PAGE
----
A Christian Science perspective.

Just recently, after I’d been praying about several challenging situations in my life, this phrase came to thought just as I was falling asleep: “The Lord is in this place; and I knew it not.” What a holy reminder! I’ve often gained strength and courage in difficult circumstances, or been lifted out of despair, by the reminder that I’m never separate from God – and this time was no exception. With a grateful heart, I accepted this gift from our Father and regained my peace.

In the morning, I looked up the quote and found it in the book of Genesis: “And Jacob went out from Beersheba, and went toward Haran. And he lighted upon a certain place, and tarried there all night, because the sun was set;... And he dreamed, and behold a ladder set up on the earth, and the top of it reached to heaven: and behold the angels of God ascending and descending on it. And, behold, the Lord stood above it, and said ... I am with thee, and will keep thee in all places whither thou goest, and will bring thee again into this land; for I will not leave thee, until I have done that which I have spoken to thee of. And Jacob awaked out of his sleep, and he said, Surely the Lord is in this place; and I knew it not.” (Genesis 28:10-16).

In that moment of revelation, Jacob began to realize his relationship with God, his Father, and started to wake up to the truth that his life and purpose were established by his Creator, not through his own willfulness or planning.

And the truth is, God is in every place. No matter where we find ourselves – on a busy highway, in an airplane, at the back of a long line, in a hospital – God is present, and His angels are whispering messages of comfort and peace to our waiting hearts. These angel messages give us the strength to climb higher.

Mary Baker Eddy, the founder of The Christian Science Monitor, wrote in her book “Science and Health with Key to the Scriptures”: “The very circumstance, which your suffering sense deems wrathful and afflictive, Love can make an angel entertained unawares” (p. 574).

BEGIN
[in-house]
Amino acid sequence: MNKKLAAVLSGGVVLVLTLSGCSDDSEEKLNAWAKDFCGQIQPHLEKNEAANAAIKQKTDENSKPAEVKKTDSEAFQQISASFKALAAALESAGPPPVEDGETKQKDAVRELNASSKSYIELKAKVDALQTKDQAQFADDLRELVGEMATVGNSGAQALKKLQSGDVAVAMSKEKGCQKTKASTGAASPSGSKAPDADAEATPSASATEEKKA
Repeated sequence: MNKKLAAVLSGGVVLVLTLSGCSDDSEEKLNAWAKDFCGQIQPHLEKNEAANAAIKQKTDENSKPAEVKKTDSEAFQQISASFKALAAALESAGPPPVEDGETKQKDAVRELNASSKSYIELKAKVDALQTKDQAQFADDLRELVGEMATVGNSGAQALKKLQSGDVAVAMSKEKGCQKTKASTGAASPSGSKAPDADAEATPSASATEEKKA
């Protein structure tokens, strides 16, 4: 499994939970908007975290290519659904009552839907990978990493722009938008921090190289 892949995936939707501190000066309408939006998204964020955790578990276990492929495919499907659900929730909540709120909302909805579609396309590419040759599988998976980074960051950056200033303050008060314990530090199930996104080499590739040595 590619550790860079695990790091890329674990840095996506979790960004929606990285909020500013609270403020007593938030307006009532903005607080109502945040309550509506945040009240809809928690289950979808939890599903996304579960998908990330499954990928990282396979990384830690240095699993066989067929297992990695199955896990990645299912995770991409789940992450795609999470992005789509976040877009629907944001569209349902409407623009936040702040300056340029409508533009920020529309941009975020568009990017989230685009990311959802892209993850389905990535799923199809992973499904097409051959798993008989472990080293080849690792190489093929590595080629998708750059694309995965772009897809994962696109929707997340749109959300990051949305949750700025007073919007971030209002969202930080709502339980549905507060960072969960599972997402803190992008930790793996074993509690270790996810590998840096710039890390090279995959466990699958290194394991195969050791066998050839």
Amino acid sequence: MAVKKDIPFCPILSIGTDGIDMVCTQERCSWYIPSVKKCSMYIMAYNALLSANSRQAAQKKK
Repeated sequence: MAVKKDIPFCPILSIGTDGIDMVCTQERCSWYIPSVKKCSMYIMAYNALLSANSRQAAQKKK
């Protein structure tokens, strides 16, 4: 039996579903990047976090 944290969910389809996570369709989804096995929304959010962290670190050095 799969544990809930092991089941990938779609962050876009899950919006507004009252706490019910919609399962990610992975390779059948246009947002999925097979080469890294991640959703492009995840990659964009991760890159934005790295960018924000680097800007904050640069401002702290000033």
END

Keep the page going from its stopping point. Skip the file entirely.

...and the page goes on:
This is exactly what happened to Jacob, and more than once in his life. At the time when he realized that God “was in this place,” he had been running away from his own bad behavior and from the wrath of his brother Esau, whom he’d defrauded of his birthright and his father’s blessing. Yet, even in the midst of his fear and guilt, Jacob found himself still in the presence of angels, who opened his heart to the companionship of his divine Father. The angels reminded Jacob that no matter where he was and no matter what he had done, God was still with him – correcting, comforting, and guiding his life. God was helping Jacob fulfill his holy purpose.

No matter where we find ourselves, divine Love is speaking to us, communicating exactly what we need to hear. Our fears are calmed by messages of courage; our guilt is assuaged by the knowledge that Love washes us clean each moment; our wants are met by divine abundance. Today we can rejoice with Jacob and declare, “The Lord is in this place, and now I know it!”

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Dear Reader,

About a year ago, I happened upon this statement about the Monitor in the Harvard Business Review – under the charming heading of “do things that don’t interest you”:

“Many things that end up” being meaningful, writes social scientist Joseph Grenny, “have come from conference workshops, articles, or online videos that began as a chore and ended with an insight. My work in Kenya, for example, was heavily influenced by a Christian Science Monitor article I had forced myself to read 10 years earlier. Sometimes, we call things ‘boring’ simply because they lie outside the box we are currently in.”

If you were to come up with a punchline to a joke about the Monitor, that would probably be it. We’re seen as being global, fair, insightful, and perhaps a bit too earnest. We’re the bran muffin of journalism.

But you know what? We change lives. And I’m going to argue that we change lives precisely because we force open that too-small box that most human beings think they live in.

The Monitor is a peculiar little publication that’s hard for the world to figure out. We’re run by a church, but we’re not only for church members and we’re not about converting people. We’re known as being fair even as the world becomes as polarized as at any time since the newspaper’s founding in 1908.

We have a mission beyond circulation, we want to bridge divides. We’re about kicking down the door of thought everywhere and saying, “You are bigger and more capable than you realize. And we can prove it.”

If you’re looking for bran muffin journalism, you can subscribe to the Monitor for $15. You’ll get the Monitor Weekly magazine, the Monitor Daily email, and unlimited access to CSMonitor.com.

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